waterSwashmarks

by Chris White

Slowly, she did what he wanted.

She unfolded the soft leather of her wings, showing the porcelain-smooth, cerulean rose-bud folds of her skin. He stared, frantically scribbling as she tried again to cover her nakedness, to cover those soft parts of herself which she knew she should not show him. He tutted, waved his disdain. Mother had said she must do what he asked, that she must help the alien, for the good of her pod. He kept his own nakedness concealed, as his pencil described her shape on the pages of his notebook, a rough estimation of her figure. He flashed a bright light at her too; his camera, slung across his broad torso.

The alien had brought them trinkets and beads and a black shadow that lingered above the water. He had brought them a way to dispose of an idle teenager for an hour or so at a time.

He frowned, as he moved closer, his face crinkling, already she knew much about him, already she knew how to read him – did I displease him? – he came closer, he lifted her wing, to see the delicate filigree of arteries and veins within the soft membrane; they shone green and ultramarine beneath the feeble rays of her planet’s suns. The water here was lukewarm, a chemical soup. Her taste organs picked up the whipping movement of chimeric amoebas and the spice of the phytoplankton, the schools of drifting jellyfish and the smell of her people, somewhere deep below them, in the cold, black water.

She was glad that none had risen up to see her exposed, to see her nakedness.

He stood, with the water lapping knee-deep at his suit, staining it rust-red. He wiped at the condensation trickling down the outside of his helmet. Not long now until the siren would sound, and he would go, trudging to his ship. She would return the next day. This was the way all of their meetings went; she wasn’t to speak to him, just to show him what he indicated that he wanted to see, this pornographic exposure. She felt herself flush, and her twin vulvae flared out, orange and purple. She wondered, not for the first time, about his sex. He must keep it hidden beneath his suit, she realised, glad that he did not understand the language of colours and pheromones and phosphorescence that danced across her skin, that told of her own arousal. She was disappointed – she could not understand his languages either. She forcibly folded back her wings, feeling the slow, creaking release of muscles she had held taut for what felt like hours. They bit and protested at the retraction, cramping, and she sighed. Audibly, it seemed, for he looked up at her as she allowed herself to slip backwards, down into the warm embrace of the ocean.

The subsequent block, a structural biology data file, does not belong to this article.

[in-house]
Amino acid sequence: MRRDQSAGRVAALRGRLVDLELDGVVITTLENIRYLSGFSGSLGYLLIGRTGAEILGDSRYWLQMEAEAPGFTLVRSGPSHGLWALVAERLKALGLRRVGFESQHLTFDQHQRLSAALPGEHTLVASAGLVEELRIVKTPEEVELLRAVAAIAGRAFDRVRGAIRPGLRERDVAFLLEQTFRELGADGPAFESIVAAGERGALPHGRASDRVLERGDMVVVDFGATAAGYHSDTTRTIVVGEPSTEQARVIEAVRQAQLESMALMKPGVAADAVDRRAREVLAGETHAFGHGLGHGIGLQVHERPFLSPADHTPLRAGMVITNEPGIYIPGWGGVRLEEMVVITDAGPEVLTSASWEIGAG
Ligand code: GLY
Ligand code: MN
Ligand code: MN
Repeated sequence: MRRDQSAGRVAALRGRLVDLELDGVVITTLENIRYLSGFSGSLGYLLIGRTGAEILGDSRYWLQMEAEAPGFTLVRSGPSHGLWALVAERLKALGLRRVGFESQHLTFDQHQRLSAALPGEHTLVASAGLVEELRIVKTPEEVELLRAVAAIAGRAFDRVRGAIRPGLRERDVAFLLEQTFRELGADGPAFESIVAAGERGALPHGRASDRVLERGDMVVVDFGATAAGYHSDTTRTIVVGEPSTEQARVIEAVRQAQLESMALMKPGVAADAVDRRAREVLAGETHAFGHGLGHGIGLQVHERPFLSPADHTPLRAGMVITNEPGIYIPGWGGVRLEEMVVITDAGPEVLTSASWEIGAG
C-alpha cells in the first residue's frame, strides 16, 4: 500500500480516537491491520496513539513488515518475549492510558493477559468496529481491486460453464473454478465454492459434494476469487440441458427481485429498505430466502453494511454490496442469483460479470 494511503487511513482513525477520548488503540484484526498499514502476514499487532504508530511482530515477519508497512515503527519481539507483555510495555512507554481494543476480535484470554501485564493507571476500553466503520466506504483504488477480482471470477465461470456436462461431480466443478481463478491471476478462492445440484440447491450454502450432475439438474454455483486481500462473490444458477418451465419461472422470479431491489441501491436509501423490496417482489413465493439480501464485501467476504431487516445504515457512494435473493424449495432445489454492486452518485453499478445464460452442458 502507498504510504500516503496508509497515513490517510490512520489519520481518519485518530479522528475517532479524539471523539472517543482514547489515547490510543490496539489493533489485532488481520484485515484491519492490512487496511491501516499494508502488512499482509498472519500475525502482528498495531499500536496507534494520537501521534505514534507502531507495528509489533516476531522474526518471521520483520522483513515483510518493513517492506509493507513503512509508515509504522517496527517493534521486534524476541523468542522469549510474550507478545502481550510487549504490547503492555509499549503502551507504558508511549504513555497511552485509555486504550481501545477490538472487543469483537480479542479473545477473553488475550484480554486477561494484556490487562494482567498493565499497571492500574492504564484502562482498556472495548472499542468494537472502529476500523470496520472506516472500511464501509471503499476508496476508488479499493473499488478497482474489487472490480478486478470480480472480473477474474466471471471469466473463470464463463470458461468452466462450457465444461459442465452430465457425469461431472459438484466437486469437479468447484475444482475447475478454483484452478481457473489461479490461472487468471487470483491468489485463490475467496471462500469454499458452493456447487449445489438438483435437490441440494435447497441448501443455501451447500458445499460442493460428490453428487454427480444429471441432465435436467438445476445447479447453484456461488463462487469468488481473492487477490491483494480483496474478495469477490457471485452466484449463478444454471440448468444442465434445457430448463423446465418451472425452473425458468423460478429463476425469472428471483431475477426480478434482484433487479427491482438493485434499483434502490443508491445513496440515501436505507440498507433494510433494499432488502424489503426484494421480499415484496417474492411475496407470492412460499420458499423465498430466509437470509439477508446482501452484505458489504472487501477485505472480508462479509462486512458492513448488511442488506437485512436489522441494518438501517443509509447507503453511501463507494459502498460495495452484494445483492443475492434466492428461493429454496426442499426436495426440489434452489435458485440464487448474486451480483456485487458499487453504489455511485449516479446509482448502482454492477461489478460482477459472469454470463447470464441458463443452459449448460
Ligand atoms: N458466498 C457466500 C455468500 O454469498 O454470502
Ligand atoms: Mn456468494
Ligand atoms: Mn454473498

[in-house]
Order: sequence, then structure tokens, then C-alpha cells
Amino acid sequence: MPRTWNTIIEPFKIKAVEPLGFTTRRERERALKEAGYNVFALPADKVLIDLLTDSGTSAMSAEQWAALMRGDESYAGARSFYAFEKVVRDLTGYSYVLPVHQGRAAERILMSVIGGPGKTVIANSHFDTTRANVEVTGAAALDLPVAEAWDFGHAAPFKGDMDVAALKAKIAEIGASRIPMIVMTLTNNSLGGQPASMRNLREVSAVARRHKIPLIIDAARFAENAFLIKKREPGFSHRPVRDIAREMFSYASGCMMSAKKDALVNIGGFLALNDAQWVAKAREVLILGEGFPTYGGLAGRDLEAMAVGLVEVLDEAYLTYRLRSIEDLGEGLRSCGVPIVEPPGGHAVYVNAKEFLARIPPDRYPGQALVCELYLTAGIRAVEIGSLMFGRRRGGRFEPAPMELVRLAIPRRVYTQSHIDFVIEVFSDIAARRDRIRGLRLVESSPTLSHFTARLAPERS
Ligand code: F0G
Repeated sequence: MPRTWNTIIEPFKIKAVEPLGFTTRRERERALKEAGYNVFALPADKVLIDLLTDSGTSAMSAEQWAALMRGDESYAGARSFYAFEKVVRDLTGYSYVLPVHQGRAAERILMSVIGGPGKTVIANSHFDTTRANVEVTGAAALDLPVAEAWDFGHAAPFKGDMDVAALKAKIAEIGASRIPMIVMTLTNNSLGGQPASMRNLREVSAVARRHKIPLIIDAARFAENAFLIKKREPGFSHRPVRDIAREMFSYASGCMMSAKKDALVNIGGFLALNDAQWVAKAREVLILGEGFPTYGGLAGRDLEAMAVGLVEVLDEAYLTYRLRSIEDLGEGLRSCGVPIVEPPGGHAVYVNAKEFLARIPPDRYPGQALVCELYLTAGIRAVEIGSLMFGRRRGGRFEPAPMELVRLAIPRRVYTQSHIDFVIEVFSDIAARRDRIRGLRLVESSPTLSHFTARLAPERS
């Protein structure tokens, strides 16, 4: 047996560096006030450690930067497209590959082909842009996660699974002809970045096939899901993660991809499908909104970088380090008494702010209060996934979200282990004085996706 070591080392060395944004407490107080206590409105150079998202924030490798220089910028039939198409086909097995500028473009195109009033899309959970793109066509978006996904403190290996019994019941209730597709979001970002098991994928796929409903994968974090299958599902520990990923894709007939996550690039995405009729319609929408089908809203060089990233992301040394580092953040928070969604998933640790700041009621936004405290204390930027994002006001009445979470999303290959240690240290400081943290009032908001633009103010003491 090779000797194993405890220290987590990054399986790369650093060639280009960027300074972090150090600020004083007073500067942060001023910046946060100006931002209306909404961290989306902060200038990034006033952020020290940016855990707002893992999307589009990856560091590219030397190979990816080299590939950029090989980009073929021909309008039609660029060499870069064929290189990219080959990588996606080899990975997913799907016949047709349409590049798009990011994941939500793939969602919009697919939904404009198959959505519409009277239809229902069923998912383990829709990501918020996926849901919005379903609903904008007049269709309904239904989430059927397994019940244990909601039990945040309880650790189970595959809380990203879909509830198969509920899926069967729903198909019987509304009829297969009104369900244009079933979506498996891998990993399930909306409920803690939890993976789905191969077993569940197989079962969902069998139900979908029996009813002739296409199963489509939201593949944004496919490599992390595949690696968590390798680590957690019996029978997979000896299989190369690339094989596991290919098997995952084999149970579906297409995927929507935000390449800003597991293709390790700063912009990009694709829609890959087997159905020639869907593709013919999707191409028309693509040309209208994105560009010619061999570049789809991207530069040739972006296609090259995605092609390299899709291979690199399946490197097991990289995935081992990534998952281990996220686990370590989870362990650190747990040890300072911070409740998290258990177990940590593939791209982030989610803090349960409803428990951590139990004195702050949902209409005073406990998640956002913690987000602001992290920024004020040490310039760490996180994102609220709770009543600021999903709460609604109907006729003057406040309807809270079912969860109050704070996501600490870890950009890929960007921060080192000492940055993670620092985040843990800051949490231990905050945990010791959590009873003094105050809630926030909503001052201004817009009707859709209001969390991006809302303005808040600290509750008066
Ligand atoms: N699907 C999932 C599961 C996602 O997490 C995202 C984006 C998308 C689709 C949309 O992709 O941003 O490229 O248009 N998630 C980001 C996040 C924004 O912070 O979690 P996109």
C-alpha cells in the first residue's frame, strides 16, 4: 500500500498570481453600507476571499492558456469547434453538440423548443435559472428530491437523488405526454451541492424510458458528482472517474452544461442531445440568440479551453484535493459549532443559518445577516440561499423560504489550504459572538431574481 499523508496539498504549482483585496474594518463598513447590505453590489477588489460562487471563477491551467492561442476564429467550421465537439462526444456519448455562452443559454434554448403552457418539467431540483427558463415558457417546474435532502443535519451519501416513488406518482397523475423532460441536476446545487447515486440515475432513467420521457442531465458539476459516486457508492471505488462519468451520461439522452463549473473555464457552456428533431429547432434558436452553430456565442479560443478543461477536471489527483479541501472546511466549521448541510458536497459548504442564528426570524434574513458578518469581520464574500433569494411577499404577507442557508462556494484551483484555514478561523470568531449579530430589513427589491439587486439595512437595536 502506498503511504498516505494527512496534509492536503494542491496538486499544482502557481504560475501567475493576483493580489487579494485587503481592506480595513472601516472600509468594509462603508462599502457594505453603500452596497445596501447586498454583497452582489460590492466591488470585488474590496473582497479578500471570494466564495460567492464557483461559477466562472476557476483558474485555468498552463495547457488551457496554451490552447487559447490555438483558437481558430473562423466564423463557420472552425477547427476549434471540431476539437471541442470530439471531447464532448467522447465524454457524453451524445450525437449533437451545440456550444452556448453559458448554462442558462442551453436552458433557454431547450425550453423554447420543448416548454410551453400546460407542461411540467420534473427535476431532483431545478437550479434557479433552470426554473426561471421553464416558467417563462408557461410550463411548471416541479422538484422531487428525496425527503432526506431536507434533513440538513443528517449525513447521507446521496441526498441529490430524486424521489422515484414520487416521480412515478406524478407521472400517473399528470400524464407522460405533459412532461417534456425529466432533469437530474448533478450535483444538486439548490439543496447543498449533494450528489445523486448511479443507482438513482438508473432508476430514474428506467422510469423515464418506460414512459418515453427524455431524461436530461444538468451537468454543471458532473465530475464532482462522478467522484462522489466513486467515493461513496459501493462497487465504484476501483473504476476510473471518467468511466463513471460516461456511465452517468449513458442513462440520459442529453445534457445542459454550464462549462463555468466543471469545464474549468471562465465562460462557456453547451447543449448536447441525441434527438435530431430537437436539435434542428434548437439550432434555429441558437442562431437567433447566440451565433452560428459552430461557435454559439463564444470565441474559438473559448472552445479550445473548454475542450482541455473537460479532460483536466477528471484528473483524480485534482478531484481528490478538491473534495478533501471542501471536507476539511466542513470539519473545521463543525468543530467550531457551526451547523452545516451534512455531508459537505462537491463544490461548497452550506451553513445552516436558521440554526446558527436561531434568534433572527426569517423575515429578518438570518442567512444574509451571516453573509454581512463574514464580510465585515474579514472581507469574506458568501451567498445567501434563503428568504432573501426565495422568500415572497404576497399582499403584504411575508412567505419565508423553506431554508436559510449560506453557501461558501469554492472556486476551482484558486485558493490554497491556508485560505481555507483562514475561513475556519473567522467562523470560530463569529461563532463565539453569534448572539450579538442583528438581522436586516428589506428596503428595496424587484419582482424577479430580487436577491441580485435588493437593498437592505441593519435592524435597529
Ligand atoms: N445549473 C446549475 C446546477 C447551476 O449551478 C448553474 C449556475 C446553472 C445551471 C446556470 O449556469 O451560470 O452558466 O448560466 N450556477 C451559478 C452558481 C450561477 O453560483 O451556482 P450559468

It took so much effort, to hold herself aloft in the salt-spray and the gnawing breeze.

She revelled in the touch of the water.

It held her weight, for a moment, before she flung herself skyward, breaching the surface in a moment of freedom, flight and escape, allowing the hot, dry air to crackle against her skin. He fell – the mucous-like thickness of the water, combined with her splashing back down into the water must have set him off-balance, must have pulled his feet from under him. How unstable the world must seem, balanced so precariously, so high above the ground. She swirled beneath him as the heavy water enclosed him, enveloped him, as she swung her wings beneath him. The water was not deep here, but he panicked; she felt his gloved hands grope her dorsal fin, saw his pencil drifting toward the thick mud of the bottom, felt the current ebb and flow around him. Pockets of air – poisonous to her – bubbled up around him, lighting the sea with the phosphorescence of chemical reactions; she felt them burn against her flesh, igniting flashes of pain and ecstasy as they popped against her, sparking the riot of colour to again fly across her skin, chameleonic.

A ripple formed in the mud as he floundered for purchase against the slippery ground – a ripple that triggered a mudslide. Visions and tastes of the small creatures who made their home there rose up toward her as he sank, deeper, into the sucking, tugging sea-bed. Scuttling crabs and ballistic prawns shot away from the falling giant as he fell. She saw the shock become fear, written on his face. She saw his fingers dance across the hieroglyphs that sat on his wrist, and a bulb of red bloomed, to light up his face. The fear became panic. His suit tore open. Where it was stroked by the sharp teeth of rocks the fabric raced to mend itself, to keep out the poisons that grew alongside her in the water. She knew now why he had to stay enclosed in his suit, why he could not show her his skin, brown-purple-black.

He came alone, and his ship could not rescue him.

His beacon used to flash red. It doesn’t any more.

He still waits for her though, beneath the shallow, sluggish waves, waits for her to rise from the sea and to perform for him, for her to stretch out her wings and to reveal her warm sex in the brittle air.

He waits for her, and will always be hers, impaled on the coral, his bones bleached, yellow-white and perfect.

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